Pope Will Bypass Boston in US Visit

By Michael Paulson
Boston Globe
November 13, 2007

BALTIMORE - Pope Benedict XVI will visit New York and Washington next spring, but will not come to Boston, the Vatican's top diplomat in the United States announced yesterday.

In his first US visit as pope, from April 15 through 20, Benedict will speak at the United Nations, visit ground zero, and meet at the White House with President Bush. He will also celebrate Mass at Yankee Stadium in New York and at the new ballpark under construction in Washington for the Washington Nationals baseball team.

The decision is a disappointment for Cardinal Sean P. O'Malley, who had pushed hard for Benedict to visit Boston, which will be celebrating its bicentennial as a Catholic diocese next year. O'Malley had spoken with the pope several times to press the invitation and had spoken with Vatican officials in Rome and Washington. He said that he believed Boston was seriously considered, but that Vatican officials were concerned about overtaxing the pontiff, who is 80.

"I'm disappointed, because I think we had a chance, but I'm just glad the Holy Father is coming to the United States - I think it's very important that he do that - and I was glad that we got a hearing anyway," O'Malley said in an interview in Baltimore at the semiannual meeting of the US Conference of Catholic Bishops.

O'Malley, who said he was informed of the decision by Vatican officials yesterday morning, added that he would push for a trip to Boston if Benedict were to visit the United States again. O'Malley said he does not believe Boston's role as the epicenter of the sexual abuse crisis was a major factor in the Vatican's decision.

"That's not what I'm being told," he said. "I presume the Holy Father will have to address the abuse crisis in the United States, but it certainly wasn't a disqualifying factor in giving us an initial consideration. I think we got more consideration than Baltimore or Philadelphia did, I think in part because of the pastoral need and also because of the size of Boston."

As for the pope's decision to speak at Yankee Stadium, the home of Boston's baseball nemeses, O'Malley said jokingly, "it's his mission to the underdogs."

The details of the trip were announced by the papal nuncio to the United States, Archbishop Pietro Sambi, at the start of the bishops' meeting yesterday.

In Washington, the pope will meet with all US bishops at the Basilica of the National Shrine of the Immaculate Conception, with Catholic educators at the Catholic University of America, and with interfaith leaders at the John Paul II Cultural Center. His visit to the White House will be the second by a pope: John Paul II visited President Carter in 1979.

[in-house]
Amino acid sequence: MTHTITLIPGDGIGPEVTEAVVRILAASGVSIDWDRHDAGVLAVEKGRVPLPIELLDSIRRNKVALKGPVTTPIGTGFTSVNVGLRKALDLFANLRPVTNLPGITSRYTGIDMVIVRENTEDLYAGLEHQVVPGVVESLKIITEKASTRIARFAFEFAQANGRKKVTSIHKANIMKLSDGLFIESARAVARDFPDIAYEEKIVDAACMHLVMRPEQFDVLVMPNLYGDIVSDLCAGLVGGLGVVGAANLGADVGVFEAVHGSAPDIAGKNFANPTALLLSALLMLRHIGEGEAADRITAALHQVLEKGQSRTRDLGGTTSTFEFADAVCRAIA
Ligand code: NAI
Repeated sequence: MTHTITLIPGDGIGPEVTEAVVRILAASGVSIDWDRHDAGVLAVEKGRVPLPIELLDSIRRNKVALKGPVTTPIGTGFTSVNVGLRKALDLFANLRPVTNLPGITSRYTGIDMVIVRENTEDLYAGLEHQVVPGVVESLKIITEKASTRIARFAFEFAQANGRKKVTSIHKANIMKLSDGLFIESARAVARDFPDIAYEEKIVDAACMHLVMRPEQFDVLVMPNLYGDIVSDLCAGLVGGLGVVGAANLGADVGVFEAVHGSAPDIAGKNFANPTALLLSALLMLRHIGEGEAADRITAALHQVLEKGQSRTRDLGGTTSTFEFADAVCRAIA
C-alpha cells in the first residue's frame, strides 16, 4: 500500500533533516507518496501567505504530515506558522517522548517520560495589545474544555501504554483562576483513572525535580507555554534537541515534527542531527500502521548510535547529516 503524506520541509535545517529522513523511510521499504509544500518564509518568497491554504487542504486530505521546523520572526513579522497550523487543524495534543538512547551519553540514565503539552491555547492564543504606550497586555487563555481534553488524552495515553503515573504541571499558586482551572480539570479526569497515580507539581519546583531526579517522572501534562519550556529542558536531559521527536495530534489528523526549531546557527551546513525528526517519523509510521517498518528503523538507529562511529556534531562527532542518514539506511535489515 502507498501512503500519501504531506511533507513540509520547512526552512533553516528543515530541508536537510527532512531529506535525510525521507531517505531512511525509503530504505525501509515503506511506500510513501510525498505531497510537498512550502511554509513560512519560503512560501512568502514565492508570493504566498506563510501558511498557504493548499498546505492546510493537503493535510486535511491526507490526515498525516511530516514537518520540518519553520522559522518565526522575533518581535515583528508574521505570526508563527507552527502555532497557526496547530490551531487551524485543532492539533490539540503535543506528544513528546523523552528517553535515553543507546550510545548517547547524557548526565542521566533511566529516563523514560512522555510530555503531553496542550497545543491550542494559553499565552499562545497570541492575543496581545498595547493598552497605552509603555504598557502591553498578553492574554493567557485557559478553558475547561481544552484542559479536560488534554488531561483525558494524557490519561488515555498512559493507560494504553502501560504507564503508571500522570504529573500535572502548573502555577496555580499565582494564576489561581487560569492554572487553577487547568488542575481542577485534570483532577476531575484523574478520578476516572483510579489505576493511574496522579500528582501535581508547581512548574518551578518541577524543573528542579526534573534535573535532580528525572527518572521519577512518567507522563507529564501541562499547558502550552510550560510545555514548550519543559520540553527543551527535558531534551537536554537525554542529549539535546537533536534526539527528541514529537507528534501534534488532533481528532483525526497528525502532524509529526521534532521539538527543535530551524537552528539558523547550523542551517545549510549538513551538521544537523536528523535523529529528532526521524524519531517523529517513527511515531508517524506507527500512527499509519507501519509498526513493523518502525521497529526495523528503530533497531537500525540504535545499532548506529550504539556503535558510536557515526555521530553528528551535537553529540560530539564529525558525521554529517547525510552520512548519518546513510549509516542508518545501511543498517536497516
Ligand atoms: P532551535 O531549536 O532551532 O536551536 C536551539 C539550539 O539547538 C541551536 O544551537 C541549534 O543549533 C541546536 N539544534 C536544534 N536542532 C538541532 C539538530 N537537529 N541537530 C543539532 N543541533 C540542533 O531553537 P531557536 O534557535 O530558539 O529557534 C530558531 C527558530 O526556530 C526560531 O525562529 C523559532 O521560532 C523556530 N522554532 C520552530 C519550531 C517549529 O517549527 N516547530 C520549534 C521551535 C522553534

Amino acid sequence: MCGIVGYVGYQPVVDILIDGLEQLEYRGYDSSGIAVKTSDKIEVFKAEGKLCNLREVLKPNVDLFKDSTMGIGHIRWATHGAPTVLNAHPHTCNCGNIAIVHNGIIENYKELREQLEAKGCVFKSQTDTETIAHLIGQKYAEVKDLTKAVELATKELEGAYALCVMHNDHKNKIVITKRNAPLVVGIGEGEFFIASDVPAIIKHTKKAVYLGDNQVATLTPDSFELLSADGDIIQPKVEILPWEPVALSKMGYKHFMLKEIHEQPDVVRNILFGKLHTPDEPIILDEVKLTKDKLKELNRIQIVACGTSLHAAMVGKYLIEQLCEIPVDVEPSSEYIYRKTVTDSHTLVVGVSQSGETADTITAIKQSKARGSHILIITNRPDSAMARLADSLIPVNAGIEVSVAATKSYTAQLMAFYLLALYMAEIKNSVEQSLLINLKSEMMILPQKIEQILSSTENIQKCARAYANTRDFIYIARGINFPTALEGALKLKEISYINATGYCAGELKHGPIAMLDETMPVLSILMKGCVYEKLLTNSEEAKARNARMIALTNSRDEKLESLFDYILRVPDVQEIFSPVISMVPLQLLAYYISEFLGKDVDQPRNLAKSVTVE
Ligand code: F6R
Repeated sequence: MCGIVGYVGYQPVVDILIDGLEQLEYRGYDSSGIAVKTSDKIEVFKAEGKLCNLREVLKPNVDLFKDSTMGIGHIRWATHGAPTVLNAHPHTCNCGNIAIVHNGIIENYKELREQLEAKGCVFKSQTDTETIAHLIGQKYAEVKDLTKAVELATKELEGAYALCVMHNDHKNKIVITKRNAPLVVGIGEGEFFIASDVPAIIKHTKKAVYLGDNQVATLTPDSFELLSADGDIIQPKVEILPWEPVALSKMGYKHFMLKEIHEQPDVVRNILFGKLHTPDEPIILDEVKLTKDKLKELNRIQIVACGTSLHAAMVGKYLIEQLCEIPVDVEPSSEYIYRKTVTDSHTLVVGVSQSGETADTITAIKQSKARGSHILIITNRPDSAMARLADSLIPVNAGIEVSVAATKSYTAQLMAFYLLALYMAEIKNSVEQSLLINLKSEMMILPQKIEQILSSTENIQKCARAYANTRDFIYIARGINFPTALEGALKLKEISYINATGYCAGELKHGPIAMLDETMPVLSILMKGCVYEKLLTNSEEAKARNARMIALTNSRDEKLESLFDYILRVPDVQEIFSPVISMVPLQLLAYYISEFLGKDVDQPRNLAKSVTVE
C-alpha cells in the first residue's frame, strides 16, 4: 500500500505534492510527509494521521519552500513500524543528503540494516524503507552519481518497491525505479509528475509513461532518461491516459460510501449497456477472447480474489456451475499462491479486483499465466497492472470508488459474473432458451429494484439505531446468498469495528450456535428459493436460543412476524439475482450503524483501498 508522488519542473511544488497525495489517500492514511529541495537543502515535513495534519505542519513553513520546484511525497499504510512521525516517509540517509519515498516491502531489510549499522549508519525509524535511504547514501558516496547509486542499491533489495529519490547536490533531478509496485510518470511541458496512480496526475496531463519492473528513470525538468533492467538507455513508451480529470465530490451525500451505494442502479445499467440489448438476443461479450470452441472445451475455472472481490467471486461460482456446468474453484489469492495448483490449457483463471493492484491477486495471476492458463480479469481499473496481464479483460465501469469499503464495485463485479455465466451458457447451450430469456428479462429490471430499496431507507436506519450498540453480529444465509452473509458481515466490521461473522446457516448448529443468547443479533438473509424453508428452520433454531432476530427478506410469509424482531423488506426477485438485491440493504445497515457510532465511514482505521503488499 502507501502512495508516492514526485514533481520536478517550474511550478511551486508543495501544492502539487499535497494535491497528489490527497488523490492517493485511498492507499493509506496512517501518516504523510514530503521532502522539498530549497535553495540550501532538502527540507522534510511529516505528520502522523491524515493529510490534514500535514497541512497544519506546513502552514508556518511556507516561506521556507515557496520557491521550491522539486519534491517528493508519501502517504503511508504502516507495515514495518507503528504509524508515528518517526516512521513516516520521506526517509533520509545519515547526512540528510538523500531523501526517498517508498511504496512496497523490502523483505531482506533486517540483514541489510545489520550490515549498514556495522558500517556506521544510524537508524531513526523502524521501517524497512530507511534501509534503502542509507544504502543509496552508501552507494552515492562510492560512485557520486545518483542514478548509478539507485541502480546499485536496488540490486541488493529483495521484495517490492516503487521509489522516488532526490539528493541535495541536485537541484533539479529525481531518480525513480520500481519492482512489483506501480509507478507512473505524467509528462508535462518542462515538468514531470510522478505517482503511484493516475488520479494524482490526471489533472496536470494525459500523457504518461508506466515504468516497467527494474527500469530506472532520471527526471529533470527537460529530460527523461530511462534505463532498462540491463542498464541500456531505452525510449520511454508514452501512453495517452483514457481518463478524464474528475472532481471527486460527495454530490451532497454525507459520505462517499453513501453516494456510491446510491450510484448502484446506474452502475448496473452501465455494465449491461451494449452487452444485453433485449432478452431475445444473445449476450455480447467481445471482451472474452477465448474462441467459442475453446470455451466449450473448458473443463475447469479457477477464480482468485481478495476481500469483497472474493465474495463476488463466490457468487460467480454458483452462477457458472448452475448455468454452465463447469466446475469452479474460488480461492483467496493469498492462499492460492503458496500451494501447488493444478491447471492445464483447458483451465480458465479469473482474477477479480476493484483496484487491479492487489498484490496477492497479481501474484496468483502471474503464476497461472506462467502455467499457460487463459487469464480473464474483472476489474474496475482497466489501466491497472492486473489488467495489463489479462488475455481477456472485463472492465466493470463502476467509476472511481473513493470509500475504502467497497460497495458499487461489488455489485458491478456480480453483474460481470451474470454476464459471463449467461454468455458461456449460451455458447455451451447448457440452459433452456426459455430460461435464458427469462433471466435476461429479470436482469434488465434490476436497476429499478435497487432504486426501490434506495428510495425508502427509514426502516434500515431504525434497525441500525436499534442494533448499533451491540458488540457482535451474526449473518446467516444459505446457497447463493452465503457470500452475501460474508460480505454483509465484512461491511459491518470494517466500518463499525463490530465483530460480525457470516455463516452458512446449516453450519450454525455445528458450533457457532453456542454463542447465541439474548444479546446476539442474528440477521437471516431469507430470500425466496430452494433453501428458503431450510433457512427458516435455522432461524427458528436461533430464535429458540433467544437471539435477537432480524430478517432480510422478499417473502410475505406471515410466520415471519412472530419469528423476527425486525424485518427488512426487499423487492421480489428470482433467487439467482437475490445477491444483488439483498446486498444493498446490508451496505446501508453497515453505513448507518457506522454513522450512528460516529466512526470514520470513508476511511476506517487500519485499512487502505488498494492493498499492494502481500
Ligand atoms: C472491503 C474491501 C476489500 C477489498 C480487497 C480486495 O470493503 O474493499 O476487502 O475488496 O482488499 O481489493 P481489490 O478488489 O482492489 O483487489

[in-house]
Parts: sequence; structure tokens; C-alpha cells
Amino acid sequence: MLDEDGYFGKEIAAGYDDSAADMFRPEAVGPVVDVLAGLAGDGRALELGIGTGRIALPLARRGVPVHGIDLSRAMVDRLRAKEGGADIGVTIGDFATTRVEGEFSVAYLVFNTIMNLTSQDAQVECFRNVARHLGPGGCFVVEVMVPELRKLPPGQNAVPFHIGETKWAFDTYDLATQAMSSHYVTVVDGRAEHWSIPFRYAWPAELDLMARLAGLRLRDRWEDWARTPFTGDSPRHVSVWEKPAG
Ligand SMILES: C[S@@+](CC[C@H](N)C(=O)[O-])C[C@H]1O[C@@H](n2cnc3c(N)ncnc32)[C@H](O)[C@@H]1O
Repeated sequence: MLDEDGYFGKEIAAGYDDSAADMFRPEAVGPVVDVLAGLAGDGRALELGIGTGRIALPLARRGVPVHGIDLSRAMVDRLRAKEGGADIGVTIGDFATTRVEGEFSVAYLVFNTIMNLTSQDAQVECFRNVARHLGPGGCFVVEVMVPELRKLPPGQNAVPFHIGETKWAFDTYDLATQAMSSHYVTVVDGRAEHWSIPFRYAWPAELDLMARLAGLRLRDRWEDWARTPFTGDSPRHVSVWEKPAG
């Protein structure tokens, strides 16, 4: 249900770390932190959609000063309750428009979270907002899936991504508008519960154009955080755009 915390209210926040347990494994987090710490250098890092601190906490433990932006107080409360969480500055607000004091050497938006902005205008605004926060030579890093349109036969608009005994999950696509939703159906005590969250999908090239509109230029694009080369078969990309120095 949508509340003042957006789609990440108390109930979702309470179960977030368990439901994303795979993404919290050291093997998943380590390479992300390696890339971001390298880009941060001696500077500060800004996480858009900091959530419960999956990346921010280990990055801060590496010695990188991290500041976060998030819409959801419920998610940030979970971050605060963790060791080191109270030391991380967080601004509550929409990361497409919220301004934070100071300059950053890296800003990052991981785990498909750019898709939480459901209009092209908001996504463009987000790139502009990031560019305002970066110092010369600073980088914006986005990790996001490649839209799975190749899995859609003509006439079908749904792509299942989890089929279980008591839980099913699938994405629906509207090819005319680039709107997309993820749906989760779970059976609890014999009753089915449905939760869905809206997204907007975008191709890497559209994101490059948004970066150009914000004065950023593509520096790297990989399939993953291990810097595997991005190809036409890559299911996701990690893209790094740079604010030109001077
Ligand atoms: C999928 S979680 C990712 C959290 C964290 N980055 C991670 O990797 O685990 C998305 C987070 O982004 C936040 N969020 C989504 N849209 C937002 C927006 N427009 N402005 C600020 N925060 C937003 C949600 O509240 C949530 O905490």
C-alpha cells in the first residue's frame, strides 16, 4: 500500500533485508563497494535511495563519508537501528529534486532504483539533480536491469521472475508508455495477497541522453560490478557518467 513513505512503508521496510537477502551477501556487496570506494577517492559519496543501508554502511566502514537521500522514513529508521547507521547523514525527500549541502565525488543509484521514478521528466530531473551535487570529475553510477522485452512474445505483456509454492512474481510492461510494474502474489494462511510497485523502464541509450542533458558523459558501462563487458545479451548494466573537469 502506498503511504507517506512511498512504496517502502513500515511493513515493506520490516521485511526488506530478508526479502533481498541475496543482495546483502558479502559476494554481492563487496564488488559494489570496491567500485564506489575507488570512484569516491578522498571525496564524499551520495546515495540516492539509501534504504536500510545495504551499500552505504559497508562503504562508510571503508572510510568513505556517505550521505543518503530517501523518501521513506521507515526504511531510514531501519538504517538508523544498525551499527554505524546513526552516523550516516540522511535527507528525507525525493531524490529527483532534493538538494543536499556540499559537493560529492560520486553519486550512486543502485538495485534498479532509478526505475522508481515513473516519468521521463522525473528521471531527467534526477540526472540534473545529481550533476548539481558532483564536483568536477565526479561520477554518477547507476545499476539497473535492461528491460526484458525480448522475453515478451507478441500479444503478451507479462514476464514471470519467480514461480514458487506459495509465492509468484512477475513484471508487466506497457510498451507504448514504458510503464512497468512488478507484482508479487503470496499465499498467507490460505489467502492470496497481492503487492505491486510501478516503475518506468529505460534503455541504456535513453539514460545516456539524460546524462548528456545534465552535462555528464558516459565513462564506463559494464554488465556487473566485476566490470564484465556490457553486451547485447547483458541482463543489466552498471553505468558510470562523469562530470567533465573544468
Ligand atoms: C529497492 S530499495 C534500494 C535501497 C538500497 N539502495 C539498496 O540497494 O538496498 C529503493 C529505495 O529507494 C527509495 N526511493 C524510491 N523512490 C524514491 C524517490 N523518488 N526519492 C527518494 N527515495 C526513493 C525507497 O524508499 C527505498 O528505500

"President and Mrs. Bush are honored to welcome His Holiness to the White House next April," White House spokesman Blair Jones said yesterday.

In New York, the pope will hold an ecumenical event at a Manhattan parish, will say a Mass for priests at St. Patrick's Cathedral, and will hold a youth event at St. Joseph Seminary in the Dunwoodie section of Yonkers. His visit to the United Nations will be the fourth by a pope. Paul VI spoke to the UN in 1965, and John Paul II in 1979 and 1995.

Multiple bishops and church observers said yesterday that the itinerary was a reflection of Benedict's limited stamina - they said the Vatican has tried to limit the schedule to two events per day - and of the fact that Washington is the nation's capital, while New York is the home of the United Nations. Benedict will celebrate his 81st birthday during the visit. John Paul II was 59 when he first visited the United States, starting in Boston, in 1979.

"The priorities have to be the UN and the seat of government," said the Rev. Thomas J. Reese of the Woodstock Theological Center at Georgetown. "I don't think it's an insult to Boston, but just an indication of the kind of travel this pope is doing."

The possibility of a Boston visit had sparked debate among church officials about whether it was wise for the pope to visit a diocese so closely associated with the abuse crisis. O'Malley had argued that it would be appropriate for the pope to minister to an archdiocese that had suffered in the crisis, but others were worried.

"If he goes to Boston, the story is the abuse crisis," said Benedict biographer John L. Allen Jr. "I don't think the people around the pope want that to be the story of this trip."

Victim advocacy groups were disappointed. "The pope, by leaving Boston off his trip, may be missing a perfect opportunity to promote healing," said David Clohessy, the national director of the Survivors Network of those Abused by Priests.Michael Paulson can be reached at


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